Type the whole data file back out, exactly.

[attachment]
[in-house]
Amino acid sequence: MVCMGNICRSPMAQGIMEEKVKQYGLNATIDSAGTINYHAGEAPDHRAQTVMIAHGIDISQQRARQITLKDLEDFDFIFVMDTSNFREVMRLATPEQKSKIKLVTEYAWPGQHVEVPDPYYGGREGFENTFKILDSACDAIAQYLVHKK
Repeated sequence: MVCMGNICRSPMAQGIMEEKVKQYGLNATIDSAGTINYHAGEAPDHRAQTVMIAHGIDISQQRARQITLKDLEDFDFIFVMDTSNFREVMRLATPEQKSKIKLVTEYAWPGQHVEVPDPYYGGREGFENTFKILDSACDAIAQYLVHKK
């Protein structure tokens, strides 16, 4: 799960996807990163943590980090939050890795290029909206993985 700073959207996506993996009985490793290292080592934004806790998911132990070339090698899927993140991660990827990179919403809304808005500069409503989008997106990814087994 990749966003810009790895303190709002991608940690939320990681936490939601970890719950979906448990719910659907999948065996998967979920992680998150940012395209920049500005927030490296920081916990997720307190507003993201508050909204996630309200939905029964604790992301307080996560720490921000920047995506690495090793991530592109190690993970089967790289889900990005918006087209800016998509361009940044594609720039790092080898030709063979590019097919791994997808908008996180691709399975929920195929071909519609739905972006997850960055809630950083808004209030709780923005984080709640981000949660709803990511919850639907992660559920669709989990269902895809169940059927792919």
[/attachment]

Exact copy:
[in-house]
Amino acid sequence: MVCMGNICRSPMAQGIMEEKVKQYGLNATIDSAGTINYHAGEAPDHRAQTVMIAHGIDISQQRARQITLKDLEDFDFIFVMDTSNFREVMRLATPEQKSKIKLVTEYAWPGQHVEVPDPYYGGREGFENTFKILDSACDAIAQYLVHKK
Repeated sequence: MVCMGNICRSPMAQGIMEEKVKQYGLNATIDSAGTINYHAGEAPDHRAQTVMIAHGIDISQQRARQITLKDLEDFDFIFVMDTSNFREVMRLATPEQKSKIKLVTEYAWPGQHVEVPDPYYGGREGFENTFKILDSACDAIAQYLVHKK
């Protein structure tokens, strides 16, 4: 799960996807990163943590980090939050890795290029909206993985 700073959207996506993996009985490793290292080592934004806790998911132990070339090698899927993140991660990827990179919403809304808005500069409503989008997106990814087994 990749966003810009790895303190709002991608940690939320990681936490939601970890719950979906448990719910659907999948065996998967979920992680998150940012395209920049500005927030490296920081916990997720307190507003993201508050909204996630309200939905029964604790992301307080996560720490921000920047995506690495090793991530592109190690993970089967790289889900990005918006087209800016998509361009940044594609720039790092080898030709063979590019097919791994997808908008996180691709399975929920195929071909519609739905972006997850960055809630950083808004209030709780923005984080709640981000949660709803990511919850639907992660559920669709989990269902895809169940059927792919």